CWmike writes: "Cyberattackers who disrupted the websites of U.S. banks over the last two weeks used a highly sophisticated toolkit — a finding that points to a well-funded operation, one security vendor says. Prolexic Technologies said the distributed denial of service (DDoS) toolkit called 'itsoknoproblembro' was used against some of the banks which included Wells Fargo, U.S. Bank, PNC Bank, Bank of America and JPMorgan Chase. Each of the banks was struck on separate days. The attackers, who called themselves Izz ad-Din al-Qassam Cyber Fighters, claimed to be hacktivists angry over YouTube video trailers made in the U.S. that denigrated the Prophet Muhammad. Security vendors have questioned the attackers' claims, saying the assaults were far more sophisticated than those launched by typical hacktivists, a term used to describe hackers who target websites in the name of a political or social cause. Prolexic's findings bolstered that belief. The toolkit is capable of simultaneously attacking components of a website's infrastructure and application layers, flooding the targets with sustained traffic peaking at 70 gigabits per second. In addition, Prolexic found that traffic signatures were unusually complex and therefore difficult to reroute away from the targets."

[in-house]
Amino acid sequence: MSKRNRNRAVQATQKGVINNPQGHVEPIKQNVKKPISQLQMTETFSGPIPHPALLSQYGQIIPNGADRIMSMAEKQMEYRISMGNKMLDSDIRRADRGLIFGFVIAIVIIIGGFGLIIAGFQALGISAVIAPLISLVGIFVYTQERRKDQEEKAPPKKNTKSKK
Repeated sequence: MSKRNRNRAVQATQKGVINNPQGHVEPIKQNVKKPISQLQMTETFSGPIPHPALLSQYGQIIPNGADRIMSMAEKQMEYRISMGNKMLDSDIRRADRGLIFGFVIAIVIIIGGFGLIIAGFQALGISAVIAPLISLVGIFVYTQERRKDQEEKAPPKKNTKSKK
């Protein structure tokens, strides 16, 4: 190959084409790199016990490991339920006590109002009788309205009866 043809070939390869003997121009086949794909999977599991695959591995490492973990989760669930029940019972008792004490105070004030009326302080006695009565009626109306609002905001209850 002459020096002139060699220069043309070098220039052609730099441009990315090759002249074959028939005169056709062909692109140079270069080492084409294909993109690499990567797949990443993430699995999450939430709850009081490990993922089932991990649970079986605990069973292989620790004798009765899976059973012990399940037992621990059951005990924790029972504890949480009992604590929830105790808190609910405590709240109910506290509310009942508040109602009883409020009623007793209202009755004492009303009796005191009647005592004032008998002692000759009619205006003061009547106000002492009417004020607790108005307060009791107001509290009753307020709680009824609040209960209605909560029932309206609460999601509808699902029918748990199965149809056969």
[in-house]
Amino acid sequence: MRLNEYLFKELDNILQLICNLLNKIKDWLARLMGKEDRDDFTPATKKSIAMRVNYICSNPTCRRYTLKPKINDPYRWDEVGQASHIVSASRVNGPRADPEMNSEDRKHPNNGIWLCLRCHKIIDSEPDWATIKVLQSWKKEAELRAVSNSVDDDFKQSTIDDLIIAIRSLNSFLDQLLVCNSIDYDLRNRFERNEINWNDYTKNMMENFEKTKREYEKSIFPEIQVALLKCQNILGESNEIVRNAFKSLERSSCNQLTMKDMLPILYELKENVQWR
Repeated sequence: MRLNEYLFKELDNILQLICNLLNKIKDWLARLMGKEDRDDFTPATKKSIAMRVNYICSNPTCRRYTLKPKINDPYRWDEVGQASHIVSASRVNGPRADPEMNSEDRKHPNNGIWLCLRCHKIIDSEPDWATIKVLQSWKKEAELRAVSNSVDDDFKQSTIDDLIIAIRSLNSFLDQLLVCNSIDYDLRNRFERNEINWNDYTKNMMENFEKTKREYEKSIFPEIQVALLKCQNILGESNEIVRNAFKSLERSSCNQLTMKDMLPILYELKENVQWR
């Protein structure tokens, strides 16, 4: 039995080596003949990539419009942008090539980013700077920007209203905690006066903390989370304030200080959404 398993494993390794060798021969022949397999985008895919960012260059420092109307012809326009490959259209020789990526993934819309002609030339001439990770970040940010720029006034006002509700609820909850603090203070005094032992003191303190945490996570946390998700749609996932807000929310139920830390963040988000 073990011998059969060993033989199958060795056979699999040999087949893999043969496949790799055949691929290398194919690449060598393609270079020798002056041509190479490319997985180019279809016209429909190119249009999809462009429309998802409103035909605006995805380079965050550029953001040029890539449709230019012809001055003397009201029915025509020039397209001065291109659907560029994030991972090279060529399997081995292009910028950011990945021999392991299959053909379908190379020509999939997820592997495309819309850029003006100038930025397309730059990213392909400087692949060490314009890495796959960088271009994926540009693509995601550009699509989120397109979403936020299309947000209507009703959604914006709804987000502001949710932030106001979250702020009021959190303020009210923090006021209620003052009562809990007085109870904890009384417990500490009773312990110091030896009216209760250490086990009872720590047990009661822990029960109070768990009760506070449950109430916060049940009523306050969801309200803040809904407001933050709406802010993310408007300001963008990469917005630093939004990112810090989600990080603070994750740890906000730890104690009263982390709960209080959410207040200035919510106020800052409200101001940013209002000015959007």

"Today's robots are very primitive, capable of understanding only a few
simple instructions such as 'go left', 'go right', and 'build car'."